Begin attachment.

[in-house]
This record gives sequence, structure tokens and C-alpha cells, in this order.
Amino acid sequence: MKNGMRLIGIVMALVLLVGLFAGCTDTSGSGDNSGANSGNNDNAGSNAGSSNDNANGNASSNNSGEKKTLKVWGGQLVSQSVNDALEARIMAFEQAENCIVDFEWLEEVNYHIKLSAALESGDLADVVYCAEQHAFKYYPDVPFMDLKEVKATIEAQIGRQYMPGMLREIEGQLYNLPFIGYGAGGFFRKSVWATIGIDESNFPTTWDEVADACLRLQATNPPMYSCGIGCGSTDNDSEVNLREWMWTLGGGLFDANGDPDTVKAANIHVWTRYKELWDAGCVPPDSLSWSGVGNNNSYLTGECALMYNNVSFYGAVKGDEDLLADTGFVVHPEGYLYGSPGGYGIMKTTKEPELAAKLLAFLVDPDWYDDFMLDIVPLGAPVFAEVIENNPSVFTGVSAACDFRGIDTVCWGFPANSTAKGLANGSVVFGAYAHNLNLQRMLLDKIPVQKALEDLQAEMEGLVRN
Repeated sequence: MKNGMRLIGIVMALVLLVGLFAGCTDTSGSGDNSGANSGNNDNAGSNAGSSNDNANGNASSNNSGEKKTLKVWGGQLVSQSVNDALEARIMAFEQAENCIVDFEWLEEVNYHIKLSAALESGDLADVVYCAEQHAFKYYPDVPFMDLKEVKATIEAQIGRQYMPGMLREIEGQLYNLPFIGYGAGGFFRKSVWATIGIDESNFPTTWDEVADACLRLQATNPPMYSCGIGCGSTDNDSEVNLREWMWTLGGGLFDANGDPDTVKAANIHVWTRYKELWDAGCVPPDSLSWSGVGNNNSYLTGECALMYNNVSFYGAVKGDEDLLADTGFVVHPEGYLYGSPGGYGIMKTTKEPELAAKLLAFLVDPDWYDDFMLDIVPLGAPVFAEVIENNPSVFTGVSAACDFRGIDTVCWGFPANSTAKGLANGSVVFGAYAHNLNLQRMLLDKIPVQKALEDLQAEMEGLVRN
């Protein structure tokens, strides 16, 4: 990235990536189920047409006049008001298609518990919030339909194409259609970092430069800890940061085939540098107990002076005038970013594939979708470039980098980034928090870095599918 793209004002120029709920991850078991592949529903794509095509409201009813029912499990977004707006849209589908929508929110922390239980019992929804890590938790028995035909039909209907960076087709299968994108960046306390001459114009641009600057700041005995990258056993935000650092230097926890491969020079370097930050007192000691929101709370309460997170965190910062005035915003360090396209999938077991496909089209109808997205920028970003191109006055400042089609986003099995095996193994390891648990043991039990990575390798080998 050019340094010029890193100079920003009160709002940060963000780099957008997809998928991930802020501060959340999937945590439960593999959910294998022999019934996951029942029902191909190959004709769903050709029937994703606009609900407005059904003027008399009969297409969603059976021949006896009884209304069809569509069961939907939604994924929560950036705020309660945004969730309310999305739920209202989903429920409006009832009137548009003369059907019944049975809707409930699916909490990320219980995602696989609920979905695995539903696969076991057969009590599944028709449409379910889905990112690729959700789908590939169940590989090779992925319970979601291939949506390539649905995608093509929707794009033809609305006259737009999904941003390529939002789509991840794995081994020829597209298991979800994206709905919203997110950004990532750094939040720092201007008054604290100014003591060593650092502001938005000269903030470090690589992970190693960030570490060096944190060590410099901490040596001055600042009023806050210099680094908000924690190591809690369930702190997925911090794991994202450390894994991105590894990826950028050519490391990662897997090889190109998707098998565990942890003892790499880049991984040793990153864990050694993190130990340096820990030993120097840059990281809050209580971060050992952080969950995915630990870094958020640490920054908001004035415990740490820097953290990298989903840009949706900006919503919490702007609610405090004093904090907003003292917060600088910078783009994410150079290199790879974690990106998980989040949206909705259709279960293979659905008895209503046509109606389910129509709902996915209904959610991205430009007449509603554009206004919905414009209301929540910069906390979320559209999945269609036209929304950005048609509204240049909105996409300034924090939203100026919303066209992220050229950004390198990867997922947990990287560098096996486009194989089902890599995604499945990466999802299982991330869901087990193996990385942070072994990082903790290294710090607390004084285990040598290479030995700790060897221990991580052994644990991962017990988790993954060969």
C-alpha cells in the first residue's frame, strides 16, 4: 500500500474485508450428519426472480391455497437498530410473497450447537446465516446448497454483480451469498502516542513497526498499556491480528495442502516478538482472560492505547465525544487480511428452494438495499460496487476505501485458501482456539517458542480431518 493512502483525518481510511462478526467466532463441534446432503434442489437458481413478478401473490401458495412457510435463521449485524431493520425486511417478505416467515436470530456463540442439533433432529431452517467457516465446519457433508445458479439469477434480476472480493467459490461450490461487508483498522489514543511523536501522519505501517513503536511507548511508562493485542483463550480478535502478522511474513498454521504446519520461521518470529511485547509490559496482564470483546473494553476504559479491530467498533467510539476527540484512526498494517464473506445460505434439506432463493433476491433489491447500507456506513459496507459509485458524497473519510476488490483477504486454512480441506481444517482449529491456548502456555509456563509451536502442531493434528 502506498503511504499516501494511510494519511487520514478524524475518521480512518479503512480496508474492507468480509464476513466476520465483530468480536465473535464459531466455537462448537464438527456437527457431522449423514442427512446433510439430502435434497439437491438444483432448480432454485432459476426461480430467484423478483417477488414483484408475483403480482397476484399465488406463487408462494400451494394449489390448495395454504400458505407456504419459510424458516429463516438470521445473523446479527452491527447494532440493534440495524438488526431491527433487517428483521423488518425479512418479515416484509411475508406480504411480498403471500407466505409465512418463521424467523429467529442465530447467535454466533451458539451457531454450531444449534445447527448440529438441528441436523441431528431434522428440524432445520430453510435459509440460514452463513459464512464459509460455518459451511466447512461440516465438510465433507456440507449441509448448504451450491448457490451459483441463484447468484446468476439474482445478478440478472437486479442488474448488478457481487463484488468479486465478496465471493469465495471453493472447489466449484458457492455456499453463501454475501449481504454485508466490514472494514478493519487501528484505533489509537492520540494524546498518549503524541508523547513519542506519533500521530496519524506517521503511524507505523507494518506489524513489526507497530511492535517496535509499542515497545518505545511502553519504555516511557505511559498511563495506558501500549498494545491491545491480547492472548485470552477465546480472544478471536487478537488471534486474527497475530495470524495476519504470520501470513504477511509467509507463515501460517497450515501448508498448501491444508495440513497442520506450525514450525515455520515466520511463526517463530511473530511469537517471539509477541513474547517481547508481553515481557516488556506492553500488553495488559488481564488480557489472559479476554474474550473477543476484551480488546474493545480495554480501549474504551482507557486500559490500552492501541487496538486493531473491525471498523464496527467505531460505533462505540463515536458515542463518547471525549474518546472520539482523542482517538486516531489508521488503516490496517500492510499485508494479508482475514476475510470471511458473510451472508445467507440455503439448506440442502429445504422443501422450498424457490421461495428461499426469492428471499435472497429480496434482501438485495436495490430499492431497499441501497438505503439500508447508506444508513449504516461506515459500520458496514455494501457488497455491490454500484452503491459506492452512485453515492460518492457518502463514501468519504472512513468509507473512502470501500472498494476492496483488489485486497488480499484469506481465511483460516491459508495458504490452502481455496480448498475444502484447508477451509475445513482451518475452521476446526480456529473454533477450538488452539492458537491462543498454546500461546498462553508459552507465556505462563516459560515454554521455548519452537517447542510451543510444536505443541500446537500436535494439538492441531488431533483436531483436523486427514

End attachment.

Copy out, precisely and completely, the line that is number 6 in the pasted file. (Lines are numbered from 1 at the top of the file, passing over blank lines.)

C-alpha cells in the first residue's frame, strides 16, 4: 500500500474485508450428519426472480391455497437498530410473497450447537446465516446448497454483480451469498502516542513497526498499556491480528495442502516478538482472560492505547465525544487480511428452494438495499460496487476505501485458501482456539517458542480431518 493512502483525518481510511462478526467466532463441534446432503434442489437458481413478478401473490401458495412457510435463521449485524431493520425486511417478505416467515436470530456463540442439533433432529431452517467457516465446519457433508445458479439469477434480476472480493467459490461450490461487508483498522489514543511523536501522519505501517513503536511507548511508562493485542483463550480478535502478522511474513498454521504446519520461521518470529511485547509490559496482564470483546473494553476504559479491530467498533467510539476527540484512526498494517464473506445460505434439506432463493433476491433489491447500507456506513459496507459509485458524497473519510476488490483477504486454512480441506481444517482449529491456548502456555509456563509451536502442531493434528 502506498503511504499516501494511510494519511487520514478524524475518521480512518479503512480496508474492507468480509464476513466476520465483530468480536465473535464459531466455537462448537464438527456437527457431522449423514442427512446433510439430502435434497439437491438444483432448480432454485432459476426461480430467484423478483417477488414483484408475483403480482397476484399465488406463487408462494400451494394449489390448495395454504400458505407456504419459510424458516429463516438470521445473523446479527452491527447494532440493534440495524438488526431491527433487517428483521423488518425479512418479515416484509411475508406480504411480498403471500407466505409465512418463521424467523429467529442465530447467535454466533451458539451457531454450531444449534445447527448440529438441528441436523441431528431434522428440524432445520430453510435459509440460514452463513459464512464459509460455518459451511466447512461440516465438510465433507456440507449441509448448504451450491448457490451459483441463484447468484446468476439474482445478478440478472437486479442488474448488478457481487463484488468479486465478496465471493469465495471453493472447489466449484458457492455456499453463501454475501449481504454485508466490514472494514478493519487501528484505533489509537492520540494524546498518549503524541508523547513519542506519533500521530496519524506517521503511524507505523507494518506489524513489526507497530511492535517496535509499542515497545518505545511502553519504555516511557505511559498511563495506558501500549498494545491491545491480547492472548485470552477465546480472544478471536487478537488471534486474527497475530495470524495476519504470520501470513504477511509467509507463515501460517497450515501448508498448501491444508495440513497442520506450525514450525515455520515466520511463526517463530511473530511469537517471539509477541513474547517481547508481553515481557516488556506492553500488553495488559488481564488480557489472559479476554474474550473477543476484551480488546474493545480495554480501549474504551482507557486500559490500552492501541487496538486493531473491525471498523464496527467505531460505533462505540463515536458515542463518547471525549474518546472520539482523542482517538486516531489508521488503516490496517500492510499485508494479508482475514476475510470471511458473510451472508445467507440455503439448506440442502429445504422443501422450498424457490421461495428461499426469492428471499435472497429480496434482501438485495436495490430499492431497499441501497438505503439500508447508506444508513449504516461506515459500520458496514455494501457488497455491490454500484452503491459506492452512485453515492460518492457518502463514501468519504472512513468509507473512502470501500472498494476492496483488489485486497488480499484469506481465511483460516491459508495458504490452502481455496480448498475444502484447508477451509475445513482451518475452521476446526480456529473454533477450538488452539492458537491462543498454546500461546498462553508459552507465556505462563516459560515454554521455548519452537517447542510451543510444536505443541500446537500436535494439538492441531488431533483436531483436523486427514